The Hechinger Report – Tom Brasuell and Tom Davidson
“Last year, Major League Baseball and EVERFI traveled to DREAM Charter School in Harlem to talk to students about using their academic ‘off-season’ to sharpen their skills. The school, which already incorporates baseball into its educational programs, was a natural fit for MLB’s new initiative, Summer Slugger — a baseball-themed digital math and literacy program that allows students to hit home runs with word problems and strike out batters through multiplication and division. Since then, Summer Slugger has helped nearly 38,000 students across North America, with 16 MLB clubs supporting the program in their markets.” (more)
Ed Surge – Ariel Goldberg
“The impact of summer vacation has garnered interest beyond school practitioners. Researchers have explored this topic for more than a century, and many companies make the summer slide a priority when creating editorial calendars, launching sales and contributing to field-wide discussions. Yet for all of the attention it receives, the summer slide has continued year after year. The question is, why?” (more)
News Herald – Juliann Talkington
There never seems to be enough time in the day, especially when you have a job and kids. After a long day of work the last thing most of us want to do when we get home is worry about preparing a meal. As a result, many of us stop for take-out, pop TV dinners in the microwave, or go through the drive-through on the way home.
While fast, pre-prepared, and restaurant food is quick, convenient, and satisfying it is often low in nutrients, fiber, and phytonutrients; high in refined carbohydrates; and full of artificial colors and flavors. In addition, these foods are generally easy to digest and high in trans-fats or processed vegetable oils. Worst of all, many prepared foods are designed for “sensory-specific satiety” which makes it easy for us to eat more than we need and to become addicted to the product.
Sadly, the impact of consuming these foods is not usually immediately apparent. In many cases, it takes years or decades for symptoms to develop. As a result, it is easy for parents to overlook the impact food may be having on the long-term health and welfare of their children.
More information on the hazards of poor food choices has reached the mainstream press recently. Dr. Eva Selhub wrote about the connection between food choices, brain structure and function, and mood in the Harvard Medical School Health Blog. “If your brain is deprived of good-quality nutrition, or if free radicals or damaging inflammatory cells are circulating within the brain’s enclosed space, further contributing to brain tissue injury, consequences are to be expected. What’s interesting is that for many years, the medical field did not fully acknowledge the connection between mood and food.”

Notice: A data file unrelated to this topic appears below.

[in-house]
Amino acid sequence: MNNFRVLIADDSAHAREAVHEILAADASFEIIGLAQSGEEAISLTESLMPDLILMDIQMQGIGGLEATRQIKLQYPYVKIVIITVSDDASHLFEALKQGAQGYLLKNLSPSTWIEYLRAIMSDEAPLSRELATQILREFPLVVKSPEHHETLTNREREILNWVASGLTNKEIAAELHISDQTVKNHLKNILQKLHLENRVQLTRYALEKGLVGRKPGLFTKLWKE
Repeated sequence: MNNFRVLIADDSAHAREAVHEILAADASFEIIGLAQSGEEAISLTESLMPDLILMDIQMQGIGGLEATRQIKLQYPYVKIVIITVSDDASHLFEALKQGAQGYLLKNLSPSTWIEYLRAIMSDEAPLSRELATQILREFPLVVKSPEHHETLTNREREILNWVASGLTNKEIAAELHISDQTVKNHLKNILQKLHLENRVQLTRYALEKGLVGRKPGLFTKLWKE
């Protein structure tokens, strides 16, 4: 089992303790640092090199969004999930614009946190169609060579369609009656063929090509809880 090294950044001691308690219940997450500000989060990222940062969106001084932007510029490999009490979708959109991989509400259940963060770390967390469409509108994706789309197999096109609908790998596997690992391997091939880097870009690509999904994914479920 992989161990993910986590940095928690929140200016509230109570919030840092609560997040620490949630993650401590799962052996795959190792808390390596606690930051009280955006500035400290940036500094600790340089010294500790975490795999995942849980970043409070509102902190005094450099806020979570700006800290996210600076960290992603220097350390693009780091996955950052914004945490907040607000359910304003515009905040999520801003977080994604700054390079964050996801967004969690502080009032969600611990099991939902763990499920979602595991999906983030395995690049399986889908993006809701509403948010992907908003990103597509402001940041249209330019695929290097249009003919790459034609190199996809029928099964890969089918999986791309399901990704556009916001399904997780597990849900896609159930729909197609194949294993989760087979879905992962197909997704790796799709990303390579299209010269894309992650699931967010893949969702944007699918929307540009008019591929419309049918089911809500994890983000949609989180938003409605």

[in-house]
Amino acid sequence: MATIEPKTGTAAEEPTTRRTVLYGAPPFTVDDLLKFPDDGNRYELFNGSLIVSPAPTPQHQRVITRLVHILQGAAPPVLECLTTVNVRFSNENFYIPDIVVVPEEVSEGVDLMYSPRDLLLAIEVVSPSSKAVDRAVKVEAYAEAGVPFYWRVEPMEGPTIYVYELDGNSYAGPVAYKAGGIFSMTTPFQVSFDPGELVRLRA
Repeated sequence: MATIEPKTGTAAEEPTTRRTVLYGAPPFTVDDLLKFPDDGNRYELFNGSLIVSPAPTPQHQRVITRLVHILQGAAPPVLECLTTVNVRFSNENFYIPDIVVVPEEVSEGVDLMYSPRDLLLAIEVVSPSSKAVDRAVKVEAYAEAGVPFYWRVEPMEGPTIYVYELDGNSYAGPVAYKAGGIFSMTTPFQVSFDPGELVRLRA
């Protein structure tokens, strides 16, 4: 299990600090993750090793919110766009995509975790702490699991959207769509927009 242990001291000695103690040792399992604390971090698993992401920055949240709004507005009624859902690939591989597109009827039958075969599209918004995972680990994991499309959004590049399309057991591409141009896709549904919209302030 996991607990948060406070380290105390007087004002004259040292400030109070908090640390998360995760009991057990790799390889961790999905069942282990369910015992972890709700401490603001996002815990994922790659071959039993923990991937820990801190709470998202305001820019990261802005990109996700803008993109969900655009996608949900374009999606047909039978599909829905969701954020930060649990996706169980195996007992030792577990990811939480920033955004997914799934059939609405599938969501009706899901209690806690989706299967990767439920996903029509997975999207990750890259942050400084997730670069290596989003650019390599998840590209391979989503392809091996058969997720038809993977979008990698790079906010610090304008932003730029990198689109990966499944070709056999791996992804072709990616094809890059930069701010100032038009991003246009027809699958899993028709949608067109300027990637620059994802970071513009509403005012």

Also, according to research conducted by Sanjay Basu M.D., Ph.D. at the Stanford University Medical Center, “increased sugar in a population’s food supply was (is) linked to higher diabetes rates, independent of obesity rates.”
Although it might seem overwhelming, ditching processed foods is possible even if you have a super busy schedule. The key is advanced planning, selecting healthy items when you get to the supermarket, and cooking enough extra food that you can have leftovers on days when there is no time to cook.
Once you adjust to the new approach to food, you will likely notice that everyone is less cranky and feels better, there are less sick days, and that you have more energy and patience.
ORANGE COUNTY CAMPUS
Start Date: 8/20/2018
• Teach Chinese language arts
• All instruction will be in Chinese
• Native fluency in Chinese required
• Minimum of BA/BS or equivalent and at least 100 hours of documented experience teaching elementary (more…)
The Milwaukee Wisconsin Journal-Sentinel – Alan J. Borsuk
“There’s an energy surge in quality early childhood education in Milwaukee, and this is good news. “Quality early childhood education has been rising to the top of a lot of people’s agendas because the data is so clear that the foundation for success in school doesn’t begin on the first day of school; it begins the day a child is born,” said Tom Schneider, executive director of COA Youth & Family Centers, a long-standing north side agency offering programs for kids. Tracey Sparrow, president of Next Door, another high-quality north side nonprofit, said, “It feels like there’s a growing recognition of the importance” of early childhood learning.” (more)